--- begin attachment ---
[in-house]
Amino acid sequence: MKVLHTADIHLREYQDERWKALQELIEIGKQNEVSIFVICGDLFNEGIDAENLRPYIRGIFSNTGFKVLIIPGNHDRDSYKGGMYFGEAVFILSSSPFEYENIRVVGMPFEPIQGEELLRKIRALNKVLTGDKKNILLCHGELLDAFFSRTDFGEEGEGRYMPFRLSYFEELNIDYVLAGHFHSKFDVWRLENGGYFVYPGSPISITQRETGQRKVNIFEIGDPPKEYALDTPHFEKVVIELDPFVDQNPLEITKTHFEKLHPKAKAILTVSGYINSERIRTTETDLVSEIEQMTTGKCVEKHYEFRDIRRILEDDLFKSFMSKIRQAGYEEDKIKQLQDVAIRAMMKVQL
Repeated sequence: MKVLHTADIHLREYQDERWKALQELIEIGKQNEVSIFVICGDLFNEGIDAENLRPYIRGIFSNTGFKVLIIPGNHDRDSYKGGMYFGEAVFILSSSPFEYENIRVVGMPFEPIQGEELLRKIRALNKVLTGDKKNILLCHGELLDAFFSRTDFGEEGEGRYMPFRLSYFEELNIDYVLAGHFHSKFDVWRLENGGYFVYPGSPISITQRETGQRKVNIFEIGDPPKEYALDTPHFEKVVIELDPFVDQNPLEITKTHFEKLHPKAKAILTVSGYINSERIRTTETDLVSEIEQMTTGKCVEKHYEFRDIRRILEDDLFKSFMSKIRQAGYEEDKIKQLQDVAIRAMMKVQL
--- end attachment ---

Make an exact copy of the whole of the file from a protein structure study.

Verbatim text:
[in-house]
Amino acid sequence: MKVLHTADIHLREYQDERWKALQELIEIGKQNEVSIFVICGDLFNEGIDAENLRPYIRGIFSNTGFKVLIIPGNHDRDSYKGGMYFGEAVFILSSSPFEYENIRVVGMPFEPIQGEELLRKIRALNKVLTGDKKNILLCHGELLDAFFSRTDFGEEGEGRYMPFRLSYFEELNIDYVLAGHFHSKFDVWRLENGGYFVYPGSPISITQRETGQRKVNIFEIGDPPKEYALDTPHFEKVVIELDPFVDQNPLEITKTHFEKLHPKAKAILTVSGYINSERIRTTETDLVSEIEQMTTGKCVEKHYEFRDIRRILEDDLFKSFMSKIRQAGYEEDKIKQLQDVAIRAMMKVQL
Repeated sequence: MKVLHTADIHLREYQDERWKALQELIEIGKQNEVSIFVICGDLFNEGIDAENLRPYIRGIFSNTGFKVLIIPGNHDRDSYKGGMYFGEAVFILSSSPFEYENIRVVGMPFEPIQGEELLRKIRALNKVLTGDKKNILLCHGELLDAFFSRTDFGEEGEGRYMPFRLSYFEELNIDYVLAGHFHSKFDVWRLENGGYFVYPGSPISITQRETGQRKVNIFEIGDPPKEYALDTPHFEKVVIELDPFVDQNPLEITKTHFEKLHPKAKAILTVSGYINSERIRTTETDLVSEIEQMTTGKCVEKHYEFRDIRRILEDDLFKSFMSKIRQAGYEEDKIKQLQDVAIRAMMKVQL